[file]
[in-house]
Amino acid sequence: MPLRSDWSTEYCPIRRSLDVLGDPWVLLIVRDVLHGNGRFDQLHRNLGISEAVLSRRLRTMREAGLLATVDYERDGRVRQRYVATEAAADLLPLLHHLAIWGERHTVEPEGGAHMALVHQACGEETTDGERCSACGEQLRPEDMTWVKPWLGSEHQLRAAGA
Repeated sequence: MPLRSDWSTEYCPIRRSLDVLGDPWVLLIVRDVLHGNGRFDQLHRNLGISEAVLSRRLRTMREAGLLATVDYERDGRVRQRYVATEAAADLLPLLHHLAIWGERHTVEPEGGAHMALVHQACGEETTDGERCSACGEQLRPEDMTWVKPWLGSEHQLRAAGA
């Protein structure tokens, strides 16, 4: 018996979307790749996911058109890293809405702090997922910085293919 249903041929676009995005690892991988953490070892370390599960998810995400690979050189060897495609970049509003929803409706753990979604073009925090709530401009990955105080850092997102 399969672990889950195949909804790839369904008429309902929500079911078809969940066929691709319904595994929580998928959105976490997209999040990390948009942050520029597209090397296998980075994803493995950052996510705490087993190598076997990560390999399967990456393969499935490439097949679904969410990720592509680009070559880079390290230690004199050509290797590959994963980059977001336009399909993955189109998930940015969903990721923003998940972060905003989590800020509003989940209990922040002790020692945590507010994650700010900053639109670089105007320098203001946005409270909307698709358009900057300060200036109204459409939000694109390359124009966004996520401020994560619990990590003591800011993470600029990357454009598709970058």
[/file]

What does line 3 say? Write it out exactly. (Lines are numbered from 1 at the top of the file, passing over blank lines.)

Repeated sequence: MPLRSDWSTEYCPIRRSLDVLGDPWVLLIVRDVLHGNGRFDQLHRNLGISEAVLSRRLRTMREAGLLATVDYERDGRVRQRYVATEAAADLLPLLHHLAIWGERHTVEPEGGAHMALVHQACGEETTDGERCSACGEQLRPEDMTWVKPWLGSEHQLRAAGA